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Lagos gas explosion: The morning after

Lagos suffered two gas explosions in two weeks killing 10 and destroying properties worth millions of naira. Adeola Yusuf, in this report, shows how the incessant explosion is fast becoming an hindrance to government’s gas resource optimisation

 

An early morning gas plant explosion, which rocked Lagos last Thursday, killed eight people, burnt and injured 37 others as well as destroyed 25 houses and 16 lock up shops.

 

Director General, Lagos State Emergency Management Agency (LASEMA), Dr. Olufemi Oke- Osanyintolu, who declared this at the scene of the Baruwa explosion, added that three vehicles and three motorcycles were also razed.

 

This explosion, which occured at a gas station in Baruwa area of the metropolis, came barely two weeks after the Ajuwon Iju Isaga gas explosion that killed more than two and injured 40 people.

 

“Killer gas”

 

According to reports, the explosion occurred around 5.44am at Best Roof Gas Station located at Unity bus stop, Fatade area of Baruwa in Alimoso Local Government Area of the state.

 

“We do not know who dies who lives for now and it will be after the fire is extinguished totally before these can be determined,” an eyewitness had earlier told this online newspaper.

 

The fire started around 5.44am with smoke engulfing the whole of the area, and people were shouting, running helter-skelter,” she added. But Oke-Osanyintolu said that so far, eight bodies (corpses) had been recovered, 10 houses badly razed, three vehicles and Okada also razed. “A lot of those who died were burnt beyond recognition.

 

Some have barely woken up when the disaster occcured while others were trapped while sleeping inside their bedrooms. It is so disheartening to say the least,” Rasaki Akinsanya, who witnessed the explosion, said.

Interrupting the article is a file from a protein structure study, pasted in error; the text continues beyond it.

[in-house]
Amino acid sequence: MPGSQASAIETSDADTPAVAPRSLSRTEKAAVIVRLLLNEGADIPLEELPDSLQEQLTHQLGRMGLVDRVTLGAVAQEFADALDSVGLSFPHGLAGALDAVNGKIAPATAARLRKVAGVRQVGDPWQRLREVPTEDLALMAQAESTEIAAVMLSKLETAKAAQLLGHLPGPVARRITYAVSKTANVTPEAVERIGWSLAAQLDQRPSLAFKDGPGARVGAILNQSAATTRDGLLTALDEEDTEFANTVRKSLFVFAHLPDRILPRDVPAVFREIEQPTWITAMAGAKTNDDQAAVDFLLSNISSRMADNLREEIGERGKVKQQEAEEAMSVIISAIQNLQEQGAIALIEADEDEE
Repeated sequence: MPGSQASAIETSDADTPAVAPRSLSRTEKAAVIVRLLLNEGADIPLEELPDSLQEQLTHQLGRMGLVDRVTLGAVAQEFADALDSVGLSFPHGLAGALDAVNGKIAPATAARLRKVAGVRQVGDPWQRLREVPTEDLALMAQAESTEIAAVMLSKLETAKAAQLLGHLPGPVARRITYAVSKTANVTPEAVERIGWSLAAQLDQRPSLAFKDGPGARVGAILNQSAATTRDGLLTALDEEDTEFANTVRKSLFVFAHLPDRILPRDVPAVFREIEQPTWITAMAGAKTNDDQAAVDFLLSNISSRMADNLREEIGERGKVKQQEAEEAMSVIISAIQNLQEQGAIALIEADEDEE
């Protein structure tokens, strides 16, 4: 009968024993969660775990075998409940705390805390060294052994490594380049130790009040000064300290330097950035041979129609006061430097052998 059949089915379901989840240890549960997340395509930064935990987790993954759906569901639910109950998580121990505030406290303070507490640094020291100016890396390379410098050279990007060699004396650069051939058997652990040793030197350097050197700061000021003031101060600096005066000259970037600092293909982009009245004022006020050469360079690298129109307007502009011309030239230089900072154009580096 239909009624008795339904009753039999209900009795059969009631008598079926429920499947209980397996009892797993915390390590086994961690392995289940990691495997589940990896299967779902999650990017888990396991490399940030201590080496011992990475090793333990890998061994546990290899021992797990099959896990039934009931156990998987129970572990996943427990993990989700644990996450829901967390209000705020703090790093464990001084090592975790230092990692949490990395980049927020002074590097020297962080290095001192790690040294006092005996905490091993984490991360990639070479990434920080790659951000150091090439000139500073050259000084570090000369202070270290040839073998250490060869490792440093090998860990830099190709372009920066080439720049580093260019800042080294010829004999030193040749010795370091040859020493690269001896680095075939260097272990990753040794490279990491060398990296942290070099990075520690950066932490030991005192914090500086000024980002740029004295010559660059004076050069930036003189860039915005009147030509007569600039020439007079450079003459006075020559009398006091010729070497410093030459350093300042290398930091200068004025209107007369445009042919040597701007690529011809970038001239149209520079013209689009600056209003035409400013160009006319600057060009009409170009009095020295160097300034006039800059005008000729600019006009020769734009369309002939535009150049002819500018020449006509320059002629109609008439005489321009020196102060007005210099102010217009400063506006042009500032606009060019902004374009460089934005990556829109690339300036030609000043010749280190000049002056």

NNPC’s admonition, intervention

 

The Nigerian National Petroleum Corporation had warned operators of gas plants and other petroleum product facilities in the country to ensure strict adherence to safety rules and regulations to avoid incidents of explosion.

 

The corporation, which stated this in a statement, commiserated with the government and people of Lagos State, and particularly the residents of Baruwa area, on the gas plant fire incident that ravaged the community in the early hours of Thursday

A press release by the corporation’s Group General Manager, Group Public Affairs Division, Dr. Kennie Obateru, stated that NNPC felt particularly sad at the loss of lives and property, caused by the incident barely a few weeks after a similar incident at Iju Ishaga area of the state.

 

It assured that though NNPC’s pipelines were not anywhere close to the location of the incident, the corporation swiftly mobilised its Health, Safety and Environment (HSE) team, in collaboration with other relevant agencies of Lagos State Government, to ensure that the situation was promptly brought under control.

 

It called on operators of gas plants and other petroleum products facilities in the Country to ensure strict adherence to safety rules and regulations to avoid incidents of this nature and the unnecessary loss of lives and property.

Like Baruwa, like Ajuwon

 

Executive Secretary of Nigerian Association of Liquefied Petroleum Gas Marketers (NALPGAM), Bassey Essien, gave a report of his association’s findings on the gas explosion happened, which happened at Iju Ishaga three weeks ago in Lagos.

 

“I with some members of my association’s technical committee visited the scene. Had extensive discussion with the owner of the plant and residents around,” he told an e-community of intellectuals, opinion leaders and policy molders on Platforms Africa Forum. “Yes, l can say authoritatively that we are safe.

 

Accidents only occur when safety precautions are not maintained, even medications we take for our wellbeing have mode of usage and if exceeded can be dangerous,” Essien who was the lead duscussant on the forum’s third ediscourse, said. He continued: “The explosion at Iju Ishaga was not attributed to the gas plant as the plant was still intact without any damage.

 

“It was actually an accident from a gas truck in transit, coupled with bad road and am sure with the poor mainfied  tenance nature of the truck by the owners(which is a logistic company). “The owner of the gas plant felt shortchanged in the product quantity he bought and insisted the truck must be reweighed to ascertain the accuracy of the product quantity.